Lourdes Casanova, senior lecturer and director of the Emerging Markets Institute at the Cornell S.C. Johnson College of Business at Cornell University: “According to the 2021 Freedom on the Net report, governments have imposed new rules to control content, data or competition for big technology companies in more than 48 countries. While governments should encourage an open Internet, the reality is that there is a global drive to control big technology companies. This drive to control is leading to a political, commercial and technological fragmentation of the Internet. Although the Internet was designed to be an open and global infrastructure, the current tendency to fragmentation is a driver and a result of the political realities in the world. China for instance is trying to have its own national standards in digital technologies. Russia is redesigning its Internet infrastructure (known as ‘RuNet’), to control Internet traffic across its domestic market. This trend has accelerated since the beginning of the war in Ukraine. Latin America cannot escape the global tendencies toward increased fragmentation of the Internet. Many countries in Latin America are being forced to implicitly or explicitly choose between the U.S. and Chinese Internet camps. Culturally, Latin America is closer to the United States, which has also exerted significant influence in the region. However, over the last decade China has risen to become the largest trade partner for South America. This is giving China significant leverage to influence the development of the Internet in the region. An example is the decision by many countries in the region to allow the use of Huawei equipment among the bidders within the 5G auctions despite the ban sought by the United States.”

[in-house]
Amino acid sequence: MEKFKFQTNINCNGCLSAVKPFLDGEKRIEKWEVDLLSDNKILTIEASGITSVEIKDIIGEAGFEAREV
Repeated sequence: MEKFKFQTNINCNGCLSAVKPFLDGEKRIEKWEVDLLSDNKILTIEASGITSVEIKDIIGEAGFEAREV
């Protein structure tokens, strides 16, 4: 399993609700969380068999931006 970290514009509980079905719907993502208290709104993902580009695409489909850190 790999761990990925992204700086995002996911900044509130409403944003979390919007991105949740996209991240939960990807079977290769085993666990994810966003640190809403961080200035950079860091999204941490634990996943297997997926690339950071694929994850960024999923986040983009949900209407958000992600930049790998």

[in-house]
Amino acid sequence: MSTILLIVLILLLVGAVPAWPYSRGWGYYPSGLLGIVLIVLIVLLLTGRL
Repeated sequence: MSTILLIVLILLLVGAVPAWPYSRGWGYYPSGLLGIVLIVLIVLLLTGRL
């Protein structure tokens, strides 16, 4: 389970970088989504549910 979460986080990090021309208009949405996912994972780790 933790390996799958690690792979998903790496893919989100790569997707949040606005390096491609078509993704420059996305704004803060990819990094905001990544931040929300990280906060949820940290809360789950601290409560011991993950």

Agustina del Campo, director of the Centro de Estudios en Libertad de Expresión y Acceso a la Información (CELE) and vice chair of the Global Network Initiative Board of Directors, and Jason Pielemeier, executive director of the Global Network Initiative: “The Internet today is both more threatened than ever and more vital than ever. Most observers, including a recent Council on Foreign Relations’ (CFR) task force, focus on the first truth, citing declining Freedom of the Net (FotN) scores as evidence of the inevitability of the ‘splInternet,’ and/or the need for more robust foreign policy and cyber responses on the part of Western governments. Yet the Internet continues to be a dynamic and ultimately liberating medium, particularly for those operating in closed societies. Assessing freedom and openness through a strict repressive vs nonrepressive dichotomy is counterproductive. Many proponents of the ‘open, interoperable Internet’ have been moving to restrict cross-border data flows, introduce content regulation and enhance online surveillance. In some Latin American countries, judicial authorities are getting frustrated with malfunctioning mutual legal assistance treaties, which create empathy for dangerous data retention or data localization proposals, while others are grappling with private online censorship driven by the adoption of foreign free speech standards. That their attempts to address these challenges are at times ineffective, disproportionate or unwise is often times more attributable to the lack of good models, insufficient consultation with civil society or poor legislative process, than it is to fidelity to an authoritarian vision of the Internet. Increasing digitization globally demands clear rules, better processes, new consensus and strong commitments. Collaboration across stakeholder groups, including co-regulatory approaches should be regarded as part of the solution. These efforts will help determine whether the ongoing, global push to regulate the Internet will completely neuter the characteristics that allow it to foster greater freedom of expression, or instead establish a new paradigm that fosters greater accountability—for individuals, companies and states—while enhancing human rights.”